The Urdu sermon
The English speeches were followed by a sermon in Urdu. Differing in tenor from the earlier speeches, the Urdu sermon was about twice as long as the three English speeches combined. Apart from Husayn, it invoked a number of figures, notably Zaynab, Fatima and ʿAli al-Asghar, amidst frequent interjections of ‘Labbayk ya Husayn’ and ‘Be shakt’, that is, ‘indeed, verily, truly’. Yazid also featured prominently and parallels were drawn between him and the Pharaoh (‘They continue to come in varying guises. Recognise them. Test your mettle and humility’). It was also much more emotional, vehement, and vivid. This was reflected back by the processionists’ responses, which were not only louder and more vehement than for the English speeches, but also more frequent. This is partly explained by the fact that the story and the message have a longer history of inhabiting languages like Arabic, Persian and Urdu than they have English. As such, it is rhetorically more emotive and fiery in those languages. Its prose, cadence and style, too, are similarly affected. Since the necessity of communication in English is more recent, translating the message and adapting it to the rhetoric of English is understandably harder. Nonetheless, both kinds of speeches were characterised by a staccato delivery, dramatic pauses, and slow, long-drawn out inflections.
There were also repeated supplications and emotional exhortations which elicited amens (illahi ameen). Much reference was made of ‘the world’ (duniya) and ‘people’ (duniya walo, lit. ‘people of the world’), to justice, to tyranny and oppression, to innocence, good and evil, as well as the necessity of bearing witness to injustices, past and present. There were also assertions of the elevated role and nature of Husayn (‘The protector of God’s Oneness is Husayn. The second name for justice is Husayn … The second name for prayer is Husayn. The second name of crying is Husayn. If it were said of the hajj that it is Husayn, then Husayn is the hajj and that is the truth. All that is good in the world is of Husayn’).42 That these sentiments were given public expression is surprising, particularly given traditional Sunni discomfort of this idea. Nonetheless, the value of Husayn’s sacrifice is made very clear — his blood and death continue to give life; and so failure is sublimated into success. As with the English speeches, the Urdu sermon came to a close with the same proclamations, followed by prayers for the prosperity of the followers of Husayn, and the ruin of the followers of Yazid, before finally ending with the salawat.
It may be argued that being extempore speeches, they should not be read too closely. However, precisely because they were public and likely unrehearsed, they are more revealing. They were pitched at varying levels, to different audiences and represented overlapping identities and ways of being. This public-private dichotomy and layering of the procession is subversive because the duality of messages serves both insiders and outsiders. Yet, even as it steeled members of the minority community against potentially negative reactions from the majority, its relative safety also reinforced the rightness of the procession and its associated rituals. In turn, whatever the degrees of their ritual opacities (Grimes 1990), this allowed the community to express itself freely thereby increasing its confidence in its own public identity and the presentation of itself to an internal as well as external ‘other’.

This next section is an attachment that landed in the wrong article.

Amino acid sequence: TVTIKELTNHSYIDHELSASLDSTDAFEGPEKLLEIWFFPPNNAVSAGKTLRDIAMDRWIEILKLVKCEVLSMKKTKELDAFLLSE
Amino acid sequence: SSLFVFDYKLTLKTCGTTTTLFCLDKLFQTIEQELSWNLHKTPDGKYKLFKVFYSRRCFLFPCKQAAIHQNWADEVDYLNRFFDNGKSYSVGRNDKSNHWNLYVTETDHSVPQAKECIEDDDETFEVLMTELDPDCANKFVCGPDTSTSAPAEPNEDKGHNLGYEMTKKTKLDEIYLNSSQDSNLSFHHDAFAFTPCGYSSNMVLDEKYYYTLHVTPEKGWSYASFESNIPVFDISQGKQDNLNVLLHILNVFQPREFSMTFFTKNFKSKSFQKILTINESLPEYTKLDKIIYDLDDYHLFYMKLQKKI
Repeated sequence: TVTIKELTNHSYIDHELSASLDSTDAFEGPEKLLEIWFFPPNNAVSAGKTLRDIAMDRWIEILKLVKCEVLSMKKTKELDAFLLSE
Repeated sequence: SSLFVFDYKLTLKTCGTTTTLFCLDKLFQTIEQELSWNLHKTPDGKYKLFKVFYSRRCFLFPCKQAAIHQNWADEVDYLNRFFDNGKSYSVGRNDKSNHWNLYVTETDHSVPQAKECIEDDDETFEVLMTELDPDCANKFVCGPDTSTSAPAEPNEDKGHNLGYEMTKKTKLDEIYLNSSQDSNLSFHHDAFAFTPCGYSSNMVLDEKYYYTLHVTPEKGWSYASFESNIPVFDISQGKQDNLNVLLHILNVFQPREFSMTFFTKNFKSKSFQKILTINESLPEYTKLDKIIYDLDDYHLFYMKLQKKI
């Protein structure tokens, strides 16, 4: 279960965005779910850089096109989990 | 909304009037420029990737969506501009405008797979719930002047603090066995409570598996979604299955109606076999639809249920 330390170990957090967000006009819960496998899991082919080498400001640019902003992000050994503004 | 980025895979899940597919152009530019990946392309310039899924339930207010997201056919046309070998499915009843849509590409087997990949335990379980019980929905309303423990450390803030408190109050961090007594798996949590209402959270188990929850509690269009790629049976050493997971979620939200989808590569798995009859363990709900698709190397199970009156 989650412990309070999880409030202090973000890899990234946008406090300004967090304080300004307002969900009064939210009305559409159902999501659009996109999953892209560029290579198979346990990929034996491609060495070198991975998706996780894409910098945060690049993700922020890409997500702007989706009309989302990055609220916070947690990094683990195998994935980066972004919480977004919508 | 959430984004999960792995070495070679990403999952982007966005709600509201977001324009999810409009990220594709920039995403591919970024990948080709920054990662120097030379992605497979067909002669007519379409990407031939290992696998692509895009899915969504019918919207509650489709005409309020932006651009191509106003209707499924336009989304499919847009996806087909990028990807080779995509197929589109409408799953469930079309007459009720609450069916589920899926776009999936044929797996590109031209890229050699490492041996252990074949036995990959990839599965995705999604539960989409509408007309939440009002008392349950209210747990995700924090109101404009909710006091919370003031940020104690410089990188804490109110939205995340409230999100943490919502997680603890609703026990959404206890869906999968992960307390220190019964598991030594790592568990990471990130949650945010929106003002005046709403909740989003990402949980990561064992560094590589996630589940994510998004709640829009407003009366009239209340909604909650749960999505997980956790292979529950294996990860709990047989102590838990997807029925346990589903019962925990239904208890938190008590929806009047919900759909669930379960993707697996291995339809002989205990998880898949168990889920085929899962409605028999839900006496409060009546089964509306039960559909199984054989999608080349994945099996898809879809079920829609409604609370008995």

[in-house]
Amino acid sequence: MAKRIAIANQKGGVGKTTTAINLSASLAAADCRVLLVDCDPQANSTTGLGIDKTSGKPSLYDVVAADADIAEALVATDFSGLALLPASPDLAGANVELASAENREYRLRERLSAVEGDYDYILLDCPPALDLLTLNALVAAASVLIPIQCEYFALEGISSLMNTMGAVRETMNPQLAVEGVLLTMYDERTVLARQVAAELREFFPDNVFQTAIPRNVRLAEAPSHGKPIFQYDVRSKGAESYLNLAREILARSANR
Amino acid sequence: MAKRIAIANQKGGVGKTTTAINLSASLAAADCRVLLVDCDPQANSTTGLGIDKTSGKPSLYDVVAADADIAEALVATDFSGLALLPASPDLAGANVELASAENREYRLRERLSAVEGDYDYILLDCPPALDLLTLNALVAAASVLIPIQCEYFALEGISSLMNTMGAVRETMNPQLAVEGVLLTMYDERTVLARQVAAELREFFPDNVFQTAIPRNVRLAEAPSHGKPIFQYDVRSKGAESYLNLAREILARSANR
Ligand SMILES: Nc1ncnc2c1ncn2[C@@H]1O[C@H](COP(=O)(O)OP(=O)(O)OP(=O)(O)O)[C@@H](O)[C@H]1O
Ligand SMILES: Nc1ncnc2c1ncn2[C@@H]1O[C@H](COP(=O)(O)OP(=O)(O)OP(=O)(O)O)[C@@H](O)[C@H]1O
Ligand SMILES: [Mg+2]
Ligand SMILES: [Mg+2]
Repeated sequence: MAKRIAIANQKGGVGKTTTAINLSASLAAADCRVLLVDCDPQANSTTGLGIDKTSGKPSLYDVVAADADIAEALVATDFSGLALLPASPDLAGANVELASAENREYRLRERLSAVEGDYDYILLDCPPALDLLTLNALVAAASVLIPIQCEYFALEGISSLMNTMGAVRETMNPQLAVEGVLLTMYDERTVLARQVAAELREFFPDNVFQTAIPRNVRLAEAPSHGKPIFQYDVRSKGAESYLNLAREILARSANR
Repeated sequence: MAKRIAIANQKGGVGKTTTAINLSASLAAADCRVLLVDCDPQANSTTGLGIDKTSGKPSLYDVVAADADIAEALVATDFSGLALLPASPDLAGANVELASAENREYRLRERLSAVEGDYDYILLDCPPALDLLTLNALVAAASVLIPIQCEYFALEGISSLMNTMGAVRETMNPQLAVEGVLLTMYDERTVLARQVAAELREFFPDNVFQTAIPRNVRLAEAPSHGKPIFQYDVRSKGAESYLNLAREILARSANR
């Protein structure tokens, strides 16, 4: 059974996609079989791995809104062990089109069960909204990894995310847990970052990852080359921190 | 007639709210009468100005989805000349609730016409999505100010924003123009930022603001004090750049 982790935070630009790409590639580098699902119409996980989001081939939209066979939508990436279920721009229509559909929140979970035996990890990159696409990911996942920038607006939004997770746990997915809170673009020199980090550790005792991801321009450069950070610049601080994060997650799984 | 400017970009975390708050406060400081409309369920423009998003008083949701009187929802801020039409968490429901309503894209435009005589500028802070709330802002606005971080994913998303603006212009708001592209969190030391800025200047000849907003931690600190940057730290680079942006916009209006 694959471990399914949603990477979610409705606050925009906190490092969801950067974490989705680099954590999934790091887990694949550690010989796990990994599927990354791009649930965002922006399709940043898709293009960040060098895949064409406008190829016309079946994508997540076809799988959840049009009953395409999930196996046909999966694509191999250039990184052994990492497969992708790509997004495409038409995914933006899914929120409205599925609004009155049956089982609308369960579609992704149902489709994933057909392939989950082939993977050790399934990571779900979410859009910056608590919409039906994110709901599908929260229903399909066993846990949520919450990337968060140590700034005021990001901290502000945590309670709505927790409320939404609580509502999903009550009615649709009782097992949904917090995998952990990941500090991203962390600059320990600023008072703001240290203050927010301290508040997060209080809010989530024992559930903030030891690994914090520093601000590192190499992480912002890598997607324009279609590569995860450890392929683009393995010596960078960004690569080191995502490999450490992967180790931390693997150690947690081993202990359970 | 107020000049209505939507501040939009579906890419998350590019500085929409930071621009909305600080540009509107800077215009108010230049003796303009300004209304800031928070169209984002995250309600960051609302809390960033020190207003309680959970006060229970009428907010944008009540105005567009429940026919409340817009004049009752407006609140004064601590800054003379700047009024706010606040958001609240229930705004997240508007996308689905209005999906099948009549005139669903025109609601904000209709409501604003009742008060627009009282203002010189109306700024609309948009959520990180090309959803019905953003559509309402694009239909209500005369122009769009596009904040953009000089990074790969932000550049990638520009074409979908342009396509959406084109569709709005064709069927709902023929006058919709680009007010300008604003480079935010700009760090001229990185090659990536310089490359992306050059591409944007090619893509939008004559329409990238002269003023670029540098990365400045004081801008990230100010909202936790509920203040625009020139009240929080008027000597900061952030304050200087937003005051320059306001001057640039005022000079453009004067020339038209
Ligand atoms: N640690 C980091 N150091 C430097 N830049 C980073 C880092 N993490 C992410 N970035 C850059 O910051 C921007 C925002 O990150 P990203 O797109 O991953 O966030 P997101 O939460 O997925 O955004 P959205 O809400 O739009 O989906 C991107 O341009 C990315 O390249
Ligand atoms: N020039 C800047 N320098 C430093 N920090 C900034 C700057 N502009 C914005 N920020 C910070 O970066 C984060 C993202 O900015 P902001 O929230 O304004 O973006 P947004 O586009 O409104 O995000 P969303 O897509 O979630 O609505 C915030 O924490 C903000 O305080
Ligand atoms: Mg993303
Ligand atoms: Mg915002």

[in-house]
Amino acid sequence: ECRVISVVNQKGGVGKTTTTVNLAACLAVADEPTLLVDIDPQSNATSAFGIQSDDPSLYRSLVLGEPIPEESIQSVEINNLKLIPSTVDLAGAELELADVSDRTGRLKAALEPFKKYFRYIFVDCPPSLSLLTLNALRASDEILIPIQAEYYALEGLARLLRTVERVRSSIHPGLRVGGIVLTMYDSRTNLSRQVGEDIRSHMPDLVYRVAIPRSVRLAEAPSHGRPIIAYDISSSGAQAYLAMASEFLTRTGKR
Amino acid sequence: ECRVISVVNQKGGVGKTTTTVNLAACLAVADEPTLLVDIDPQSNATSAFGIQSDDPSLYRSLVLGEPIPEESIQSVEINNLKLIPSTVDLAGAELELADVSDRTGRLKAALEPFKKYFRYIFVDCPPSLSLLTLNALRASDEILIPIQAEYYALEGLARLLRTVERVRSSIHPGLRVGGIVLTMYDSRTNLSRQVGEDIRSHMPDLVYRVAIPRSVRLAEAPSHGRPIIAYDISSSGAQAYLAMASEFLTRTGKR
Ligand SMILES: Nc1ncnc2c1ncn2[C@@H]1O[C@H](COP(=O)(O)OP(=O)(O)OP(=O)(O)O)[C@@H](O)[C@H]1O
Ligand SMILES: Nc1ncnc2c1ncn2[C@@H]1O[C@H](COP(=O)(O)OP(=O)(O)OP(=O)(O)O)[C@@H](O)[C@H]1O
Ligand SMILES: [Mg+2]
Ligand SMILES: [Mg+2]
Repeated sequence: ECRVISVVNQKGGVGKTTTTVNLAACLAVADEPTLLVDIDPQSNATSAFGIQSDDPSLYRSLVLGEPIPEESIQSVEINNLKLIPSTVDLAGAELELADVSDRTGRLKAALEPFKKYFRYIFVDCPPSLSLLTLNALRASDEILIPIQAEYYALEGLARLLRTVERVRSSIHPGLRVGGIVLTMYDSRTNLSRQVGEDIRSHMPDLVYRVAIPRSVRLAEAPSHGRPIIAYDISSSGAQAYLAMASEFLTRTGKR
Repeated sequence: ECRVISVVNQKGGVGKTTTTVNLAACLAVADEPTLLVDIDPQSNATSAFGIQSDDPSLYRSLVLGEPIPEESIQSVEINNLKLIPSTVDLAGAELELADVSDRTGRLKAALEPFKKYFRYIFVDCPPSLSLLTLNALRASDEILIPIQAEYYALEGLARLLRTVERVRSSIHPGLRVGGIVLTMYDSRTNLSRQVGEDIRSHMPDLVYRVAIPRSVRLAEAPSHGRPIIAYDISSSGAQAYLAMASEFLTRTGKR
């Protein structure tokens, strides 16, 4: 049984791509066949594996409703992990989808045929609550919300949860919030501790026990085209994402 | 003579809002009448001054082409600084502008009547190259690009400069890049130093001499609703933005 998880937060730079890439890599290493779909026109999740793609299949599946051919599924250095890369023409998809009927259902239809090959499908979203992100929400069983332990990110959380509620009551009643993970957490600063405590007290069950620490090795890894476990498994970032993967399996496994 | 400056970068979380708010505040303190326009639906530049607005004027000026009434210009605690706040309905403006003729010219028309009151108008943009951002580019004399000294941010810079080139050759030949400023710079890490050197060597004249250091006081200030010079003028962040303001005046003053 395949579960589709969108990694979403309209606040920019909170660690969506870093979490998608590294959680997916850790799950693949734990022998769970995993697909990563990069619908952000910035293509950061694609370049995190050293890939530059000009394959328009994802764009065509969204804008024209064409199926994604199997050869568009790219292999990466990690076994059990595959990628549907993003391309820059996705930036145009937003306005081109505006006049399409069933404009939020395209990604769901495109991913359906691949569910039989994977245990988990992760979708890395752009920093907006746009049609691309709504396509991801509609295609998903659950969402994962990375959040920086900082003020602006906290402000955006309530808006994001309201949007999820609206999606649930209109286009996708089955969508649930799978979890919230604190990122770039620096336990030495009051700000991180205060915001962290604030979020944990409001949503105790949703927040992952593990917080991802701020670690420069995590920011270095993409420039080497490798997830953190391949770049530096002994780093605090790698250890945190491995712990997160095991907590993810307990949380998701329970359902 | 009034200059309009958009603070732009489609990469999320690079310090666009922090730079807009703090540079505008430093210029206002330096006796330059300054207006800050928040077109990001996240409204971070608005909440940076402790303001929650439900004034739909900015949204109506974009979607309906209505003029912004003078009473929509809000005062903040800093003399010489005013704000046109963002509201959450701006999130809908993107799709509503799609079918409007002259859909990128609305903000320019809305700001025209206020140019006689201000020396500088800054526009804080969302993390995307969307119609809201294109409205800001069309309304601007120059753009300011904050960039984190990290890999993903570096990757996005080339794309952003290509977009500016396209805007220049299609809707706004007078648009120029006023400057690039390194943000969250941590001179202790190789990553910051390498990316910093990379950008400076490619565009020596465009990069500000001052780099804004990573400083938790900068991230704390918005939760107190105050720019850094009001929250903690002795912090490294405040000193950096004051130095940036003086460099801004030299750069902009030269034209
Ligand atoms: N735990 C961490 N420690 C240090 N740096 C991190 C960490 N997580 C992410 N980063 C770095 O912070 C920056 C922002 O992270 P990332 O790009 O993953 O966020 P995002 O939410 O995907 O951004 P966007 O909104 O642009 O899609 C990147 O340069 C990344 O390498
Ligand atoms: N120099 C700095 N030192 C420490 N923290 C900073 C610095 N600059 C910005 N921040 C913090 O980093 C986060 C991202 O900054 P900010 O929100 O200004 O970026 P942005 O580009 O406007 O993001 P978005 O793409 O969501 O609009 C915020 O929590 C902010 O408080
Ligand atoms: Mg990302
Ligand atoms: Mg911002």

Much research remains to be done on the Shia in Scotland and of their spaces of worship and gathering. In attempting to fill this gap, this article has discussed an alternative example of a Muslim religious space in the form of an ethnographic study of a Muharram procession in a public street in Edinburgh, Scotland. It demonstrated how the procession provides a sense of continuity of tradition in the West, fulfilling not only a keenly-felt ritual requirement, but also the community’s aspirations for public visibility and recognition. Furthermore, it traced the development and change in these aspirations in the form the procession took over the years to educate and engage with the wider community within which it lived. Although the procession is clearly an expression of Shia ritual practice, it was not explicitly presented in opposition to the majority Sunni interpretation of Islam. Nonetheless, it made visible, if not comprehensible, a ritual practice that is of fundamental importance to a significant minority of Muslims, but is almost practically invisible or unknown to the wider public. By analysing the public speeches made during the course of the procession, this study also demonstrated the duality of its messages and audiences. This duality speaks to insider and outsider, to the past as well as the present. In doing so, a formative historical event in the past is relived and revivified to make sense of the anxieties and uncertainties of the present, and to produce a space where tradition and modernity coincide to create — and sustain — faith.
Imambargahs are also variously known as ashurkhanas, azakhanas or imambaras in India and as husayniyyas in Iran. The term imambargah is most commonly used in a Pakistani context. See Calmard 2004.
Dupret et al. sound a cautionary note in this regard: ‘Instead of attempting to describe the social world as it unfolds when empirically observed, researchers often lose the actual object of interest and propose new narratives in its place that are devoid of the contextual and praxiological specificities of any actual situation. This holds especially true where religious phenomena are concerned’ (2012: 1).
See www.facebook.com/WaliAlAsirTrust/about, last visited 20 February 2017.